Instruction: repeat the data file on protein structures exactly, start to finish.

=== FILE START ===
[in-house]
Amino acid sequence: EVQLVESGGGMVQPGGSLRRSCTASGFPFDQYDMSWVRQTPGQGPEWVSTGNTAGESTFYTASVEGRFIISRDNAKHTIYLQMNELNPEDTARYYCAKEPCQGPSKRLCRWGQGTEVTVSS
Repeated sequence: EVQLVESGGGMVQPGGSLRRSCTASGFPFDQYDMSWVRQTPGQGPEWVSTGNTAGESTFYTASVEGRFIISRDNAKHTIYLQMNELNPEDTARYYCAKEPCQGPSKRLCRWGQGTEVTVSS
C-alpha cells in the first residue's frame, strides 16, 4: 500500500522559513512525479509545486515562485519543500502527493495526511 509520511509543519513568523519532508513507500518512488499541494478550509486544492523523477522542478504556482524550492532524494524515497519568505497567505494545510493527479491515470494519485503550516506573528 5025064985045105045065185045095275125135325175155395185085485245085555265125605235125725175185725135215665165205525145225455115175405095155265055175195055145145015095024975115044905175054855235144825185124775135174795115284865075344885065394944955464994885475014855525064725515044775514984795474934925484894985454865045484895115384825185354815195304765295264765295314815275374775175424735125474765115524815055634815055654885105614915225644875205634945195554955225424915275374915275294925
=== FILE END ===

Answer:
[in-house]
Amino acid sequence: EVQLVESGGGMVQPGGSLRRSCTASGFPFDQYDMSWVRQTPGQGPEWVSTGNTAGESTFYTASVEGRFIISRDNAKHTIYLQMNELNPEDTARYYCAKEPCQGPSKRLCRWGQGTEVTVSS
Repeated sequence: EVQLVESGGGMVQPGGSLRRSCTASGFPFDQYDMSWVRQTPGQGPEWVSTGNTAGESTFYTASVEGRFIISRDNAKHTIYLQMNELNPEDTARYYCAKEPCQGPSKRLCRWGQGTEVTVSS
C-alpha cells in the first residue's frame, strides 16, 4: 500500500522559513512525479509545486515562485519543500502527493495526511 509520511509543519513568523519532508513507500518512488499541494478550509486544492523523477522542478504556482524550492532524494524515497519568505497567505494545510493527479491515470494519485503550516506573528 5025064985045105045065185045095275125135325175155395185085485245085555265125605235125725175185725135215665165205525145225455115175405095155265055175195055145145015095024975115044905175054855235144825185124775135174795115284865075344885065394944955464994885475014855525064725515044775514984795474934925484894985454865045484895115384825185354815195304765295264765295314815275374775175424735125474765115524815055634815055654885105614915225644875205634945195554955225424915275374915275294925